Dwight Henry owns and runs the 'Buttermilk Drop Bakery and Cafe' in the Seventh Ward, New Orleans.
Dwight Henry was 2 years old when Hurricane Betsy struck New Orleans on September 9, 1965.
New York, NY, USA: Planning to open a branch of his Buttermilk Drop Bakery in Harlem, as part of a deal with restaurateur Richie Notar to have a open next to the famed Lenox Lounge. Is also planning to write a cookbook that may be titled 'Feasts of the Southern Wild'.
Personal Quotes (2)
I'm from New Orleans. Before I was cast in the part I owned a bakery called Henry's Bakery and Deli right across the street from the casting agency where Court 13 had their studio. They used to come over and have lunch or breakfast in the morning. After a few months we kinda developed a relationship. They used to put these fliers in the bakery with a phone number to call if you were interested in appearing in one of their movies. As simple as that! They used to put them up at my business, but I was never interested in auditioning, because I'm a restaurateur. If you understand that business, you know you don't have time to do nothing else but that. It took some work. One day me and Mike [Gottwald], the producer, was sitting in the bakery. I wasn't doing much so I decided to go over and cast for this part. He laughed. I did a reading for the part - never trying to get it or really wanting to get it - just doing a friend a favor and passing time. I go over, do the reading and two weeks later they come back and say, "Mr. Henry, Mr. [Benh] Zeitlin wants you to do another reading." I did a second reading and, during the auditioning process, I moved my business from one location to a bigger location where I had parking and things like that. During that time, the production company had decided that I was the one for the part. Nobody could find me. They asked my old landlord and my old neighbors where I had moved to, but I wasn't open yet. They came there looking for me and nobody is in the building. Two days after I open my new location, Michael Gottwald walks in with a calendar and says, "Mr. Henry, you got the part. Mr. Zeitlin loves what he sees. Here's what you have to do: you have to move out of town for two-and-a-half months." He had a whole schedule blocked out for me: acting coaches, this, that, all these things I had to do. I just opened up a new business. I can't just close my doors and walk away from a business I worked so hard to build. They were still casting a few people and it would be some time before they started shooting. I was told that they would try to work things out. He came back a couple of weeks later and I told him that I was sorry because I couldn't do it. They wanted me so bad that they gave me even more time to work things out with my partners. Three weeks later they came back and brought everybody. They even brought the accountant with. When they bring the accountant with, they are serious! They brought the accountant, all three of the producers, and the director. They came in my place and demanded that I sit down. "Mr. Henry, you are perfect for this part and we want you to do it. You bring something to the part that nobody else can bring." They obviously saw something in me that I didn't see in myself. They believed in me so much that I was able to work things out with my partners.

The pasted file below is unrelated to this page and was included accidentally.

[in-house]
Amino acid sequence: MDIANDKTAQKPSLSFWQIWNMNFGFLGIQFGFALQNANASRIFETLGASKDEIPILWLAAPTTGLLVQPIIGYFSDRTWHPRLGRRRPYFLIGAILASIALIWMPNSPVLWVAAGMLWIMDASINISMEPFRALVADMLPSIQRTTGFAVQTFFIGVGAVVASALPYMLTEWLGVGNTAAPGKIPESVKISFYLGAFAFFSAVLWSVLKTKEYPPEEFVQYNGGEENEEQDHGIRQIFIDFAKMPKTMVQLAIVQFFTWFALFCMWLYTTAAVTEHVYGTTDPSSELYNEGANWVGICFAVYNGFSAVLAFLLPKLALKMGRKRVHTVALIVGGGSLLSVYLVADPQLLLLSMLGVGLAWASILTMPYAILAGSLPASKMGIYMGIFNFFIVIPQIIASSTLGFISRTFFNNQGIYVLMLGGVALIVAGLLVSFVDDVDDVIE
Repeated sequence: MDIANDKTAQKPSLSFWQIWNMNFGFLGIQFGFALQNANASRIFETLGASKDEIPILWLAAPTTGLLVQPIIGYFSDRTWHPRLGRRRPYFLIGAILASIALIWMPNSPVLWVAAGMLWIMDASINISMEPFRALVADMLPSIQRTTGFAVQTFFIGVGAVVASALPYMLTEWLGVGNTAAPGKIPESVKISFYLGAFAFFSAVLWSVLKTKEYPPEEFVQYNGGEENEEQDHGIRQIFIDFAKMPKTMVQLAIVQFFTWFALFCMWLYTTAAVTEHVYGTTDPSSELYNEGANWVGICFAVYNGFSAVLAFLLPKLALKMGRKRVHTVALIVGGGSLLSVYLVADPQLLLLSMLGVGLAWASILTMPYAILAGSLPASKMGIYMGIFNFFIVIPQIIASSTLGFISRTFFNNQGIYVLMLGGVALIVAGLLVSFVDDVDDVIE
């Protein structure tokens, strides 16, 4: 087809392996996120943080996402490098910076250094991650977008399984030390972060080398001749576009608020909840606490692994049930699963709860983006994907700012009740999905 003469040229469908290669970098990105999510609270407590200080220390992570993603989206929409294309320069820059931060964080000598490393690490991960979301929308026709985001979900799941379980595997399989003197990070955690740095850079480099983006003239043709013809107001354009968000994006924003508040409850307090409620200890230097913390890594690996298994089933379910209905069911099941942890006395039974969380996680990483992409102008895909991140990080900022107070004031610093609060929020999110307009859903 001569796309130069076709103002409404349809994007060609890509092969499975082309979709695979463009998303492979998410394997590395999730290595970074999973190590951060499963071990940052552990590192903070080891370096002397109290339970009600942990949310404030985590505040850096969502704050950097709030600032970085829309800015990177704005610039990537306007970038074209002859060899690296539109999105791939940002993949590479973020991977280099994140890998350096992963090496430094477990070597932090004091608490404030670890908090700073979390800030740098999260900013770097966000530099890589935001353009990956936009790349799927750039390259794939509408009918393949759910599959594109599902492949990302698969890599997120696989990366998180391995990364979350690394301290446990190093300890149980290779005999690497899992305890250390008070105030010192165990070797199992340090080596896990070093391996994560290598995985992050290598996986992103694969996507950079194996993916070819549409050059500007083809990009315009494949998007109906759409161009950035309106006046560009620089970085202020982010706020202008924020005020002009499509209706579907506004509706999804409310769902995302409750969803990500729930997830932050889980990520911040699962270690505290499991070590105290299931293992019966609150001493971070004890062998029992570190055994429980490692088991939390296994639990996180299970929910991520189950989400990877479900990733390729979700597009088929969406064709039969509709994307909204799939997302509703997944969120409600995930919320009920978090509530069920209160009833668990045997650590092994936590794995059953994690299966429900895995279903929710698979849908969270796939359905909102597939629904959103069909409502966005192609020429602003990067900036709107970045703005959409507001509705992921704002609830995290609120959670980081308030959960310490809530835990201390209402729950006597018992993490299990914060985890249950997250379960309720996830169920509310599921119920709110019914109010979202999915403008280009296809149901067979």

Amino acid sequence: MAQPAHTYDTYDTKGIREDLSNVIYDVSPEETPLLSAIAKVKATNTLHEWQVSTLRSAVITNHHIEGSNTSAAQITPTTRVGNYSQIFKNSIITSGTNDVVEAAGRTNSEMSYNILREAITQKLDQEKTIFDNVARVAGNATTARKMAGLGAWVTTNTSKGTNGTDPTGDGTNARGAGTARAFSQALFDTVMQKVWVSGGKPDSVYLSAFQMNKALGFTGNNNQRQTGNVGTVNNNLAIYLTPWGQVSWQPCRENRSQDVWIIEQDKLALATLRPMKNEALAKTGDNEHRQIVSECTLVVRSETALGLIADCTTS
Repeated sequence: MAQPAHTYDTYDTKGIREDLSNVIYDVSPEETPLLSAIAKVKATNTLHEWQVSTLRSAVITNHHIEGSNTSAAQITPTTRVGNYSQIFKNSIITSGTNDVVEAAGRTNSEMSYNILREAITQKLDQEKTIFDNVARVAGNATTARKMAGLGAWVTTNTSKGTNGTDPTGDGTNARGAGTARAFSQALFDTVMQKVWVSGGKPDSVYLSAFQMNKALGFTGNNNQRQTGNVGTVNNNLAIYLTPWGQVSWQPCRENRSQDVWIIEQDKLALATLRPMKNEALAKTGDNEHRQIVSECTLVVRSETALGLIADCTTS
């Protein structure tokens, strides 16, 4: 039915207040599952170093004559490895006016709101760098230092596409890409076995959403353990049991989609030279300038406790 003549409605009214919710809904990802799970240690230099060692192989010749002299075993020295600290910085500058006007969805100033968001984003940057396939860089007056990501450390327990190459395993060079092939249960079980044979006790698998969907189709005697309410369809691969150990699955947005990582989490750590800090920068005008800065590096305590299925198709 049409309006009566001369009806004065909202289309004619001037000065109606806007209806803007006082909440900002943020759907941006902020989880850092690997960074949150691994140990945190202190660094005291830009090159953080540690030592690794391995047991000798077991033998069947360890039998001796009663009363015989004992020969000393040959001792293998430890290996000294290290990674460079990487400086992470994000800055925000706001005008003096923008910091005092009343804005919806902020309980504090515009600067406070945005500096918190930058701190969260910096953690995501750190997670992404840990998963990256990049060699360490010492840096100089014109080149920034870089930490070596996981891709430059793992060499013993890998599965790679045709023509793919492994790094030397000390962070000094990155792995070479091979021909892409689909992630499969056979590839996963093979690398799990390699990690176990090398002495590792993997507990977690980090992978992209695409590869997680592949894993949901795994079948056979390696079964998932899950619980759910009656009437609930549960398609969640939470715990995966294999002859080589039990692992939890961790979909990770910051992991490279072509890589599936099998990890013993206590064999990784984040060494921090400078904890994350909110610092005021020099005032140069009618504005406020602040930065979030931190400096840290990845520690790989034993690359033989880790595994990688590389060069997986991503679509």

They contemplated bringing in professional actors from New York or California to do my role, but they wouldn't have brought the passion to the film as someone who went through this on a regular basis. I was in Hurricane Katrina in neck-high water. I have an inside understanding for what this movie is about. I brought a passion to the part that an outside actor who had never seen a storm or been in a flood or faced losing everything could have. Benh [Zeitlin] helped me so much to bring what I go through in real life into that part. He helped me with the transition. I was two-years-old when Hurricane Betsy hit New Orleans and my parent had to put me on the roof of the house. An outsider couldn't have brought the passion to the role that I did.